Here’s What To Do If You Become The Victim Of Identity Theft
(RepublicanNews.org) – Millions of Americans experience some form of identity theft each year. In fact, reports of this type of fraud to the FTC rose by a shocking 113% between 2019 and 2020 alone. Up to 34% of all people affected lost at least some money after criminals stole their information, totaling up to nearly $3.3 billion in overall losses.
The good news? You can take action now to prevent identity theft or respond to it when it happens. You DO have options.
What Is Identity Theft?
Every person in America has an identity — a name, a Social Security Number (SSN), an address, a bank account, a medical insurance account and/or credit card account numbers. When criminals gain access to this information, they often use it to steal money directly or open up new credit accounts. They may even use a person’s medical insurance, file taxes in their name, or assume a victim’s identity when they get arrested.
The side effects of this dastardly crime can be devastating for consumers. Criminals may severely damage victims’ credit, accrue tax debts under false SSNs or even leave people fighting to prove it wasn’t really them who opened the accounts. Cases may go on for years at a time — and that’s exactly why prevention is so important.
Protecting Yourself From Identity Theft
While identity theft is more common than people think, there are ways you can prevent becoming a victim. One of the first steps you can take to protect your identity is to secure important documents. Keep these items in a safe and secure area at all times:
- Social Security card
- Medicare card
- Bank account information
- Credit card information
- Birth certificate
If you receive sensitive items in the mail, try to get them out of your mailbox as soon as possible. When throwing documents away, be sure to shred them. Blacking out information isn’t always enough; criminals may be able to remove the ink or see through your attempts.
Don’t Just Give Out Your SSN
Your SSN is important for certain companies and organizations to identify who you are. It also serves as a direct connection to the Social Security Administration, allowing the agency to track your income and benefits. Protect your SSN from prying eyes whenever you can, and don’t give it out unless it’s absolutely necessary.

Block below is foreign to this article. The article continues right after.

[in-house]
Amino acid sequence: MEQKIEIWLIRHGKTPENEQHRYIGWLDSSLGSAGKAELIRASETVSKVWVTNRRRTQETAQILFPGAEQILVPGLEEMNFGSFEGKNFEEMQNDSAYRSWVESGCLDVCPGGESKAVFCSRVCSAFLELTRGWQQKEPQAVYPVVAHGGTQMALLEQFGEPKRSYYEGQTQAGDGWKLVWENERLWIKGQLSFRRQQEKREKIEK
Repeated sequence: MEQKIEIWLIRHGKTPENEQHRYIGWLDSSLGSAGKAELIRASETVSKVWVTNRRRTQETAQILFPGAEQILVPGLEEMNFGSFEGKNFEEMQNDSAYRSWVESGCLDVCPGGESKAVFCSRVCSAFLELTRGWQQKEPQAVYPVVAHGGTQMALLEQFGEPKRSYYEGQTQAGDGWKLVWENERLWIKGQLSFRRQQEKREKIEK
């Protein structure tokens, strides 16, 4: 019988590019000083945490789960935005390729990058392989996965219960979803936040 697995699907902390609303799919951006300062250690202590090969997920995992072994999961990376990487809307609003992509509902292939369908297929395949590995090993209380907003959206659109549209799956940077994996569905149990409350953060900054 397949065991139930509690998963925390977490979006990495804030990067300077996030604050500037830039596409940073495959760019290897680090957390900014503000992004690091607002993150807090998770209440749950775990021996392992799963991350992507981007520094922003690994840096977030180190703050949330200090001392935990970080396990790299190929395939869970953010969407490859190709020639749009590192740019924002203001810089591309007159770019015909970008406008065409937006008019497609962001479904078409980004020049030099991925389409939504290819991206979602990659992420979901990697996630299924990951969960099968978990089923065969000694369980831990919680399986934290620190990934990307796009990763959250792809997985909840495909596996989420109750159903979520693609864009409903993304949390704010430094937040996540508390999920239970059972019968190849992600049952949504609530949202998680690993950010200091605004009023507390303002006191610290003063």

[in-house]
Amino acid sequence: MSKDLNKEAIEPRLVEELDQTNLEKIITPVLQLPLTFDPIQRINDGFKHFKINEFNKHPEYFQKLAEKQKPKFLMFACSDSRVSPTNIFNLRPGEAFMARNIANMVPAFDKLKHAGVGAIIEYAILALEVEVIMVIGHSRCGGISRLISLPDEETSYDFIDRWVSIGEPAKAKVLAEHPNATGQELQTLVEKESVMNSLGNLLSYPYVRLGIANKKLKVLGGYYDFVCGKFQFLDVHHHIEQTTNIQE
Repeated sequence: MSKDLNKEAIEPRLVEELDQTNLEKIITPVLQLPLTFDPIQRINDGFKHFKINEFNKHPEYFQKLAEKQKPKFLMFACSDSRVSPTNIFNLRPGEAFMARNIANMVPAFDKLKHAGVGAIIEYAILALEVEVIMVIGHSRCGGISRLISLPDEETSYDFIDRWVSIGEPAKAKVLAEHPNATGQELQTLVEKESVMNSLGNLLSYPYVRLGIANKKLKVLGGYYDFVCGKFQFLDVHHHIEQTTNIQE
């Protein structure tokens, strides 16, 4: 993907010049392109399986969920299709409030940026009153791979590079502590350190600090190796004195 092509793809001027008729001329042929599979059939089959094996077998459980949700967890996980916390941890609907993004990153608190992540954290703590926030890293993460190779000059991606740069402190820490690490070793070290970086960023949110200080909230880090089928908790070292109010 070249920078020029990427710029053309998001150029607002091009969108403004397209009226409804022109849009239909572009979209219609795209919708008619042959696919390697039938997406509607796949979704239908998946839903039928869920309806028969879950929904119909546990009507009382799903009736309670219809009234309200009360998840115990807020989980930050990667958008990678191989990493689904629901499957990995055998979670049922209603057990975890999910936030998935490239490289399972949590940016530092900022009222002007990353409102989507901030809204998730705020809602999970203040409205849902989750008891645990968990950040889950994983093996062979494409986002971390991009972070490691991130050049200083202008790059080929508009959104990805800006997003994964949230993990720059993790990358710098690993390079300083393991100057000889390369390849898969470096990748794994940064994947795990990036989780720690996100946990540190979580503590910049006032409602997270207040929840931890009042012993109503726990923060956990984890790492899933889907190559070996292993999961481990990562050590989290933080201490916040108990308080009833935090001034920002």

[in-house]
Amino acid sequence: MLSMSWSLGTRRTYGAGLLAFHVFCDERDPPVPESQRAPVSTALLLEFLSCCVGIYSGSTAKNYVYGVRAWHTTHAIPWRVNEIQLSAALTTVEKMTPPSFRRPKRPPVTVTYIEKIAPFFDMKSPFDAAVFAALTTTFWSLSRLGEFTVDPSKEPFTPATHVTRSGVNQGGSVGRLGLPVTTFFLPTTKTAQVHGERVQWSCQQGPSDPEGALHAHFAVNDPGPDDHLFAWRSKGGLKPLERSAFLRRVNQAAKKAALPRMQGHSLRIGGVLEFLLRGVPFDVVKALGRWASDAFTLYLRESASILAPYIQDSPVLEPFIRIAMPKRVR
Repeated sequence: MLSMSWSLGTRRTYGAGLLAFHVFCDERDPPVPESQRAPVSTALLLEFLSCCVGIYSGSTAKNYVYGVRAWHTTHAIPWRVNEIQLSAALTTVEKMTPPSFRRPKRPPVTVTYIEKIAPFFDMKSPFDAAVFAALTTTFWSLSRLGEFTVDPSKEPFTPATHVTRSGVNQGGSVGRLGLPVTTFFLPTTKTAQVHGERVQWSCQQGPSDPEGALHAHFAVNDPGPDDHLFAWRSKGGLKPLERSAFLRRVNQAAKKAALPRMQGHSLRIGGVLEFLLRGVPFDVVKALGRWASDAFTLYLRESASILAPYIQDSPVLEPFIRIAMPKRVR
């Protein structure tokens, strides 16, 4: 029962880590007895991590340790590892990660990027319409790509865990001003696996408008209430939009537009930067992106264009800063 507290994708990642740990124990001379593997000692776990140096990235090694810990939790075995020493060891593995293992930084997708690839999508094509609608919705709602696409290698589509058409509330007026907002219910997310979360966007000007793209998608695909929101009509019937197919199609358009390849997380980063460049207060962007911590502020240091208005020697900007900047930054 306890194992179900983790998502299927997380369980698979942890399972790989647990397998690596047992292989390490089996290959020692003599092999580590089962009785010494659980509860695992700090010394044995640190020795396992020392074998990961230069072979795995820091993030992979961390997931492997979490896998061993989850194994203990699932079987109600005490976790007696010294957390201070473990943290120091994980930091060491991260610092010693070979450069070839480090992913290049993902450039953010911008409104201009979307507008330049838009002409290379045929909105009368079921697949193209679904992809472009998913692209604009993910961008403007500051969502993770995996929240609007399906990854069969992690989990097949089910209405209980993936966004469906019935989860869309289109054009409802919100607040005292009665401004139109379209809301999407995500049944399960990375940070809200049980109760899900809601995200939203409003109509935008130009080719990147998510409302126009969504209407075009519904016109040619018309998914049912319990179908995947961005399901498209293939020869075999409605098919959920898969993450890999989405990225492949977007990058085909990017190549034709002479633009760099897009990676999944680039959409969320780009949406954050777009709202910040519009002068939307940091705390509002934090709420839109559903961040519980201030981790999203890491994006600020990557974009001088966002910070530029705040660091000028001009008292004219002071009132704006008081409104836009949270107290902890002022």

Not many places will ask for this number except for your bank, employer and the Internal Revenue Service (IRS). Other government agencies may ask for your SSN, but typically only if you visit in person or call them directly.
Keep in mind that places requiring your SSN aren’t going to call, text, or email you asking for your information. Be immediately wary of any incoming telephone call that asks for you to confirm the number over the phone; this is likely to be a scam.
Medical providers, your child’s school and certain companies may also ask for your SSN, but they don’t require it in the same way the government does. Before you hand it over, ask them these critical questions:
- Why do you need it?
- Is there an alternative way to confirm my identity?
- Is only the last four digits of my SSN acceptable?
- How will you protect it?
If they have ill-intent, they will likely try to pressure you into giving them your full SSN. Don’t fall for it! Instead, report them to the Federal Trade Commission (FTC). SSN theft is a crime.
Prevent Online Fraud
In the online sphere, it’s easy for hackers to gain access to online accounts and steal your information. This tragedy is relatively easy to prevent.
Be sure to have strong passwords on all of your online accounts and try to avoid using the same password more than once. Passwords should always contain at least 16 letters and numbers with at least one symbol whenever possible. In some cases, you can even set up multi-factor authentication, meaning there are several steps to logging in. It may seem inconvenient, but it also makes identity theft far more troublesome.
Don’t share credit card numbers, SSNs, addresses and other personally identifying information via social media, either — even in private messages. All it takes is for one hacker to enter your account for them to gain access to everything you’ve ever shared.
What If My Identity Was Already Stolen?
Identity theft can happen to anyone — and it can even occur even if you take every possible step to protect yourself. While it’s common for people to feel shame afterward, or even embarrassment, please know you aren’t alone. All of the protections and precautions listed here simply boost your safety. No one can truly guarantee you won’t become a victim as criminals often adapt and find ways to circumvent safeguarding efforts.
There are several ways to tell whether you’ve become a victim of impersonation fraud. Visit IdentityTheft.gov to find the best course of action as every situation is different.
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